The acidity – or rather, the acid content, of a sake is from commonly listed on sake labels in Japan. While this is less common overseas, and that might not change (no great loss, really), it is still worth knowing just what it is and what it reflects. But it is not exactly an intuitive indicator.
The numbers that express the san-do (acidity) are generally between about 1.0 and 2.0 or so. That is not a wide range, and most often the number seems to be about 1.1 or 1.2. The question is, 1.1 or 1.2 what?
Years ago, I began a quest to understand this. In turned out to be a monumental effort. I searched high and low, and asked almost everyone I could (outside of sake brewers themselves). Responses to this question placed to those that “should” know gave rise to whole plethora of silly answers. “Well, ..er, they’re units! Yeah, units.” Percent, tenths of a percent, and parts per million were some other replies, all expressed with sincerity and confidence.
It was truly hard to find anyone that knew in the world outside of sake breweries. Not that it is going to make that much of a difference in the enjoyment of sake, but you think people would be curious. Finally, I went straight to the source, and found out from a brewer.
Momentarily digressing beyond the normal scope of this newsletter and delving into a mercifully short chemistry lesson, here’s the explanation.
The number expressing the san-do of a nihonshu is the number of milliliters of liquid sodium hydroxide needed to neutralize ten milliliters of sake. It is, in other words, measured by titration, just as it is in wine.
So, what does all that mean to the average taster? Basically the acidity (and to a degree, the amino acid content) can give you at least a vague idea of what a sake might taste like just from looking at the label.
In particular, the acidity and the nihonshu-do are very often used together to give a pre-purchase indication of what the flavor profile might be like. A good high acidity may increase the sense of dryness of a sake by lightening and spreading out the flavor. A low acid content, on the other hand, can help a sake to feel fuller and heavier, and increase a sense of sweetness.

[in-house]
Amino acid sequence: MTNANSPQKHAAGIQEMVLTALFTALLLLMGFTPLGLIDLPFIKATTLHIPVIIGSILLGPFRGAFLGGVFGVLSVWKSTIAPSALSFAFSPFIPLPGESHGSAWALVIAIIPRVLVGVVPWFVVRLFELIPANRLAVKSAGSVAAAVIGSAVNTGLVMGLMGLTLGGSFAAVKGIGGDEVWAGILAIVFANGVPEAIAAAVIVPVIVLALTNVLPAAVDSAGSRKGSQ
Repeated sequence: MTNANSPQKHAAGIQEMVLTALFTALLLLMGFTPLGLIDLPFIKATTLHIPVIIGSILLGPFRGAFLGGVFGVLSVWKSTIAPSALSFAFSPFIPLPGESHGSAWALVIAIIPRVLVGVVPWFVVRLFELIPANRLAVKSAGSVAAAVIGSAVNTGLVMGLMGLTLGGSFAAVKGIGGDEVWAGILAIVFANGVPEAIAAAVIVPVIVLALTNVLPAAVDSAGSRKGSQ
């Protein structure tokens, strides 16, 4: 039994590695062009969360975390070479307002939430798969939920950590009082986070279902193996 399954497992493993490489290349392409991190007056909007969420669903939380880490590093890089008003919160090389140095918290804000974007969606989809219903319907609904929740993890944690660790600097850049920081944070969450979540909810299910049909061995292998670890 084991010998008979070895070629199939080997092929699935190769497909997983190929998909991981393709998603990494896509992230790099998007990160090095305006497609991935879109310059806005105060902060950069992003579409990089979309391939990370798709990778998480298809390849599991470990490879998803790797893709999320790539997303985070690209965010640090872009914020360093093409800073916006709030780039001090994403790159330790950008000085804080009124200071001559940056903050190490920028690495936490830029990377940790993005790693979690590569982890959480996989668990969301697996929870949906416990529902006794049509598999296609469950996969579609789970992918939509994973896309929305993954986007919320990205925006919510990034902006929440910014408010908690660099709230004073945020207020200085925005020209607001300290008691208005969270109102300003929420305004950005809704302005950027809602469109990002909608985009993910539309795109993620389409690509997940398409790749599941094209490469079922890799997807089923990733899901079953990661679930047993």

There are so many things that affect the fragrance and taste of a sake that to allow the description to depend on two parameters is limiting at best. But you have to try.
Modern Methods of Measurement
To a slight degree, the various grades of sake can be vaguely generalized by typical acid content. For example, ginjo-shu often has slightly lower acidity, being light and fruitier. Junmaishu usually has acidity levels slightly higher on the scale. Sake made with the kimoto or yamahai method of preparing the moto will have even higher amounts of acid present, and can be quite puckering. But as in all things sake, there is great overlap here.
But all this techno-babble is really only moderately useful, and only before you’ve tasted a sake. Once you’ve tasted it, you know all you need to know about acidity, sweet and dry, fullness of body and anything else.
Also, the method of measuring acid in sake is very similar to the methods for measuring acidity in wine: titration. And if one wanted to, one can express the total (almost) acidity of sake in terms of, for example, tartaric acid by multiplying the acidity number by 0.075. For comparison, sake has the equivalent of about 0.1 to 0.2 gms/100ml, comparted to an average of 0.5 to 0.9 gms/100ml in white wine.
The level of acidity will not always match presence of acidic flavor (known as the san-mi) in
the sake, due to alcohol, water quality, type of rice and other factors. Some sake will taste sharp and cutting, when in fact the acidity is not that high chemically. The opposite can also be true.
In the end it’s just a number, more useful to brewers than to consumers. At the same time, paying attention to acidity, amino acid content and nihonshu-do can be fun. Doing so can give rise to lively discussion, and help us pay more attention to our perceptions